A super PAC aligned with Senate minority leader Chuck Schumer (D., N.Y.) pushed a fake email claiming the Iowa Farm Bureau had rescinded its endorsement of Sen. Joni Ernst (R., Iowa).
In a now-deleted tweet, Senate Majority PAC communications director Rachel Irwin said the Farm Bureau "is pulling its endorsement of Joni Ernst, telling its members not to vote for her."
The Sunday tweet cited a supposed Farm Bureau email—which an anonymous account first shared as a "rumor"—saying Ernst would "no longer receive the extensive backing of Farm Bureau and its partners."
Farm Bureau leaders debunked the email in a statement Sunday—after a number of prominent media figures, including former Obama strategist and CNN commentator David Axelrod, had already spread the forgery.
"The email is fake, and any news reports that speak to its validity are false," the statement reads. "Iowa farmers know Senator Joni Ernst understands agriculture and works tirelessly to increase the economic opportunities for Iowa farmers and rural America. She continues to have our full support."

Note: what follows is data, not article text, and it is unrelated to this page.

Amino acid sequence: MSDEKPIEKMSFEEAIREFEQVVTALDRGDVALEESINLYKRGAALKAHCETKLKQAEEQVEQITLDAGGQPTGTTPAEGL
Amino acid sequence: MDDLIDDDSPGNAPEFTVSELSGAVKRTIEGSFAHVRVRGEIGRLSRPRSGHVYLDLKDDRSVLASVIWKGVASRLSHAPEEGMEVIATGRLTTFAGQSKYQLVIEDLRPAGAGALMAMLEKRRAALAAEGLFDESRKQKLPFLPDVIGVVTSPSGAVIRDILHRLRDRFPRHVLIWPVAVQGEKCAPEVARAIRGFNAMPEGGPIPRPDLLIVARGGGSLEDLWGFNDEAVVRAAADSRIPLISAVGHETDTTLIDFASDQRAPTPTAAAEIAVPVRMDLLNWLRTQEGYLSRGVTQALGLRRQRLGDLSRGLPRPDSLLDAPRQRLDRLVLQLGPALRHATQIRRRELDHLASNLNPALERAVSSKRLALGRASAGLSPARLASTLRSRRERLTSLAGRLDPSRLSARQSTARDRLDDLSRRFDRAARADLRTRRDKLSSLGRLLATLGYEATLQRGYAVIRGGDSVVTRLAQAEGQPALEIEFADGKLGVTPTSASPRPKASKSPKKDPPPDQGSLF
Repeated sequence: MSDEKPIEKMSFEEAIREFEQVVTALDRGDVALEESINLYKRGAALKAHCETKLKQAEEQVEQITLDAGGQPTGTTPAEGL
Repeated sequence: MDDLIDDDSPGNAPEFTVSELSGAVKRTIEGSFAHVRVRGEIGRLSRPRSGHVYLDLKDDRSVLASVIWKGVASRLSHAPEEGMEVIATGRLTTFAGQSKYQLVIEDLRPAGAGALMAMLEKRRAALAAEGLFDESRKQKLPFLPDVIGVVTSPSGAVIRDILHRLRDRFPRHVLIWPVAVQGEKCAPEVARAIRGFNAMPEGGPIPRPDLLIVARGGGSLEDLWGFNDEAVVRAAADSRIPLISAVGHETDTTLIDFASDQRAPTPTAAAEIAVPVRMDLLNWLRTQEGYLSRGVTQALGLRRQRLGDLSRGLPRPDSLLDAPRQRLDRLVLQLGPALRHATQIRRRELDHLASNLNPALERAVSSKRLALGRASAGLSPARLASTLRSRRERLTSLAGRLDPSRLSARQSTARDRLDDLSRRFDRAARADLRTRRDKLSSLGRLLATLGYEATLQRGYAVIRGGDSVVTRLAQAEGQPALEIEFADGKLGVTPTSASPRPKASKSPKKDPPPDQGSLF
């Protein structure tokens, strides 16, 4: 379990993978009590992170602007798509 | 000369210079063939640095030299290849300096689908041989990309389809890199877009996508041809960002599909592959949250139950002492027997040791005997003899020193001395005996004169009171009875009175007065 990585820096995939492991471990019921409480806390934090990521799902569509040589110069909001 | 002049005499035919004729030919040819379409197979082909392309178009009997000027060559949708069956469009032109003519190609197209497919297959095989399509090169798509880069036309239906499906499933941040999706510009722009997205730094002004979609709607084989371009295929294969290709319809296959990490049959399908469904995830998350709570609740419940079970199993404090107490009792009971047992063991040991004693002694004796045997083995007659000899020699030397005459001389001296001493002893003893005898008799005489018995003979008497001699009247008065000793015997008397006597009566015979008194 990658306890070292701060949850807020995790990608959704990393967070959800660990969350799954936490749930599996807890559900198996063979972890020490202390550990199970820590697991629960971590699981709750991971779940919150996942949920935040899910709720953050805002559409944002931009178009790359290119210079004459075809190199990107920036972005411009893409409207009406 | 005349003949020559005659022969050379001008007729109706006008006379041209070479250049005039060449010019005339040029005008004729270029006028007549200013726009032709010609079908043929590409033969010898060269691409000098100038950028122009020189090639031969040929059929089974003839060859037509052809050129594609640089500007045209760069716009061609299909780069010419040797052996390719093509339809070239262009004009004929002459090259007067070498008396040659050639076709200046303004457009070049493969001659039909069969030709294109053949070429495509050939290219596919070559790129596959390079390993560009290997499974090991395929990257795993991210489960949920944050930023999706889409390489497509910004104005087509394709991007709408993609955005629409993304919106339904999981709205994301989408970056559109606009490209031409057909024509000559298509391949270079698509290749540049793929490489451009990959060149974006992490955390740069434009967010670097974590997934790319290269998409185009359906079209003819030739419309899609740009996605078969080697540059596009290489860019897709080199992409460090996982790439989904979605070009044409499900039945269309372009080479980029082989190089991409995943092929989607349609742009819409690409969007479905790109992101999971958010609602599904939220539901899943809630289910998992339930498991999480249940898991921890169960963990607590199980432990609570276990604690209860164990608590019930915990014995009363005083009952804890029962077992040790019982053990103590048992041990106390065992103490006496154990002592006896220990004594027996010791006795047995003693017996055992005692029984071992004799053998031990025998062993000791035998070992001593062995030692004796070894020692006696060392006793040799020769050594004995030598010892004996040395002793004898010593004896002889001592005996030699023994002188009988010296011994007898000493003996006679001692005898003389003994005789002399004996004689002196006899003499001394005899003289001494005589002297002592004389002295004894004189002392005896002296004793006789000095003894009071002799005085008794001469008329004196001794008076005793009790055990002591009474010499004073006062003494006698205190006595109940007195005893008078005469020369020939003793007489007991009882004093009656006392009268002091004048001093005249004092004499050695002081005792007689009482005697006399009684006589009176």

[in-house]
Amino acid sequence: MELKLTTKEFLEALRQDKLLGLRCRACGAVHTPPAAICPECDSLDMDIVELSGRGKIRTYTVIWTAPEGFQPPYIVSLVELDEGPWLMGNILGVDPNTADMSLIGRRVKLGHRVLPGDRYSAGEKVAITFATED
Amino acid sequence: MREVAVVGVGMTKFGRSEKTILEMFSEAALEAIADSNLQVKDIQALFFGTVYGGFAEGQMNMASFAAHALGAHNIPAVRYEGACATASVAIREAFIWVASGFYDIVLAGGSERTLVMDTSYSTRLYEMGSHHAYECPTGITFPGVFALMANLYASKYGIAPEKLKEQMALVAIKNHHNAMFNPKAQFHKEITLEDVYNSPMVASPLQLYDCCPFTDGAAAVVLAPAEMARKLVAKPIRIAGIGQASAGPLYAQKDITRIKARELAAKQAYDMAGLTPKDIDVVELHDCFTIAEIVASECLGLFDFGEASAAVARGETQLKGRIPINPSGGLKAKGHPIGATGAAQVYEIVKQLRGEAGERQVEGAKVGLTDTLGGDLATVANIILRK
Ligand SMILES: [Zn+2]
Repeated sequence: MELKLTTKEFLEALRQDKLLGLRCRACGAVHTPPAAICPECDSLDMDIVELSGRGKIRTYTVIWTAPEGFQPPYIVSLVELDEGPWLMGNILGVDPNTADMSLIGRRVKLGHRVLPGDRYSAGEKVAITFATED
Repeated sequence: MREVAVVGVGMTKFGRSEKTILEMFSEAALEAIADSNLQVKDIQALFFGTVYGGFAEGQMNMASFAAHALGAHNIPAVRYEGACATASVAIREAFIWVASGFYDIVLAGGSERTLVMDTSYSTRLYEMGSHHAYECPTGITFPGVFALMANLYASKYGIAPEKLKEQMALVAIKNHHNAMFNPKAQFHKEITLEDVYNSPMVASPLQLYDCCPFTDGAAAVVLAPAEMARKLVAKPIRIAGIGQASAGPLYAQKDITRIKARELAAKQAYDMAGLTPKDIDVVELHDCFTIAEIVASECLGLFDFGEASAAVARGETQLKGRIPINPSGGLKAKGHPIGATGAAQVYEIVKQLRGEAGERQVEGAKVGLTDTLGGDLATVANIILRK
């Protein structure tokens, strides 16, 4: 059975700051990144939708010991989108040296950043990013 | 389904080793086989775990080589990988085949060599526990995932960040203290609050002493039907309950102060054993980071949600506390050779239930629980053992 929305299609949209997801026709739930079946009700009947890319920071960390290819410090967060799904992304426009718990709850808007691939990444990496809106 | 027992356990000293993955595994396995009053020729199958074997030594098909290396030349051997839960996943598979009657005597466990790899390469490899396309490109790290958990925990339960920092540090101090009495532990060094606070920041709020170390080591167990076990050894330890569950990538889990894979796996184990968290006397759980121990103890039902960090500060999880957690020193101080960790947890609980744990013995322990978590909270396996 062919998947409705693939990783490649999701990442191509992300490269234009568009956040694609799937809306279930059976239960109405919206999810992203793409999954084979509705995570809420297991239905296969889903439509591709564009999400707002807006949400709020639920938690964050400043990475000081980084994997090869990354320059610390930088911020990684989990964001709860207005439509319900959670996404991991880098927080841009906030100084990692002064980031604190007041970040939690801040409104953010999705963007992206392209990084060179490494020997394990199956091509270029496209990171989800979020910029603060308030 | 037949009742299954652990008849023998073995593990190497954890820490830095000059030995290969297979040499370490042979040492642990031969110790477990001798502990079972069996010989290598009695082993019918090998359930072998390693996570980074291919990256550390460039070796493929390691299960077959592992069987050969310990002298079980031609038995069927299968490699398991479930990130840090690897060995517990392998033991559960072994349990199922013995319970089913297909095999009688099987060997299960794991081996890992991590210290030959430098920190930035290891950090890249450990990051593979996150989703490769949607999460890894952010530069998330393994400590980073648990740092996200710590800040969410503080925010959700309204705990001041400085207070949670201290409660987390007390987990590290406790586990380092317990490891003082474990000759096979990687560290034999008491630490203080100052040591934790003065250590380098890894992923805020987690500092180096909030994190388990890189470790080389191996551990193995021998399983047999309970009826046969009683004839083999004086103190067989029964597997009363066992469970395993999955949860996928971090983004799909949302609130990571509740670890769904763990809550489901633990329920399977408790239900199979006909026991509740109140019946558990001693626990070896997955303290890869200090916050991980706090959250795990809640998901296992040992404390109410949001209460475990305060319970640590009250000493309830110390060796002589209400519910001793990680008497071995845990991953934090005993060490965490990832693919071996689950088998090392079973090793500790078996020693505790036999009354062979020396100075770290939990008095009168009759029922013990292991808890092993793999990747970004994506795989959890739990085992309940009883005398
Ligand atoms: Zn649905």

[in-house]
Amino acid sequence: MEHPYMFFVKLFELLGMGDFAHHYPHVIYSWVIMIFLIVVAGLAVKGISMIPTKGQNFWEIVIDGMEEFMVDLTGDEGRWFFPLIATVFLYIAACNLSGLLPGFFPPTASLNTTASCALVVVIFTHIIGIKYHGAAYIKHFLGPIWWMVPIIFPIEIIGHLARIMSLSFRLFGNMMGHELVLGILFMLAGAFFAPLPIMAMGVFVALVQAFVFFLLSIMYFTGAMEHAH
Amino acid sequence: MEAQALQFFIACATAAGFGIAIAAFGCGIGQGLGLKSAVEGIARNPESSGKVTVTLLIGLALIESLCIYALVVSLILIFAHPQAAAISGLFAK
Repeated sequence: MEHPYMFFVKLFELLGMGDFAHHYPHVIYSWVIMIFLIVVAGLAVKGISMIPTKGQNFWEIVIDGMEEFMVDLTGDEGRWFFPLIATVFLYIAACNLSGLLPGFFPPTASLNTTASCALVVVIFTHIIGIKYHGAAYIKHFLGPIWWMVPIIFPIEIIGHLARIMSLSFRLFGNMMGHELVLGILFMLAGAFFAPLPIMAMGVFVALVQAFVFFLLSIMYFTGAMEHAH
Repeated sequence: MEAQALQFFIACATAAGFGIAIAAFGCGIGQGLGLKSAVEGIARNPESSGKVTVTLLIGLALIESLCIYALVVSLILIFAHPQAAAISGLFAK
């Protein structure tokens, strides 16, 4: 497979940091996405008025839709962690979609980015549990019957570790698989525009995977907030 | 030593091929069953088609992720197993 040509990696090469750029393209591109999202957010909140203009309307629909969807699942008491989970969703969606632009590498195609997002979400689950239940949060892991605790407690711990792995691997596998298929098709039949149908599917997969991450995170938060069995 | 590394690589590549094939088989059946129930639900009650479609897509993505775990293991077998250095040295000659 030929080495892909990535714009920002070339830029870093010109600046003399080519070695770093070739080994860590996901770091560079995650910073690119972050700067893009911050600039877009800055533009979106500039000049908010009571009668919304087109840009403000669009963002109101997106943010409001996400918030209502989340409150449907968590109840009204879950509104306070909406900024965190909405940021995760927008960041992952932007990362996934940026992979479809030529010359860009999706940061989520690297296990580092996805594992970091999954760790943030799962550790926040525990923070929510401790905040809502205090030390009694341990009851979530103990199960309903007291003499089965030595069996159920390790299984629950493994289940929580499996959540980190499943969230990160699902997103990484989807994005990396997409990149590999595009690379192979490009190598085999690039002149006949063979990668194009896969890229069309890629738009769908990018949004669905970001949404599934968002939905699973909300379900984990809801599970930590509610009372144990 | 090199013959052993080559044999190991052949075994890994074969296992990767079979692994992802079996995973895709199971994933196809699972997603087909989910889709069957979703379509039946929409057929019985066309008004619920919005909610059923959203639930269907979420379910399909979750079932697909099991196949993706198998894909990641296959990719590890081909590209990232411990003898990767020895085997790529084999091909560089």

While Ernst's opponent, former real estate executive Theresa Greenfield, routinely touts her background as a "scrappy farm kid," the Democrat has failed to wrangle the support of Iowa agricultural groups away from Ernst.
In addition to the Farm Bureau, the Iowa Corn Growers Association and Iowa Cattlemen's Association are also backing the senator.
Ernst campaign manager Sam Pritchard accused Greenfield's supporters of disseminating misinformation.
"Greenfield and her liberal allies are pushing false information to confuse voters," Pritchard said in a statement. "Any further tactics aimed at deliberately misleading voters should be reported to the Iowa Secretary of State."
Schumer's Senate Majority PAC has flooded the Hawkeye State with outside money, spending more than $28.6 million to boost Greenfield's campaign, according to the Center for Responsive Politics.
Greenfield faced a March ethics complaint alleging that she illegally coordinated with the group.
She'd previously pledged to end "coordination" between campaigns and outside groups.
Senate Majority PAC did not return a request for comment. The group faced criticism in November after attacking Ernst for failing to serve "the needs of domestic violence victims." It did acknowledge that Ernst herself is a victim of domestic violence.
"I do not need to be mansplained by Chuck Schumer," Ernst told Iowa reporters at the time. "I am a survivor."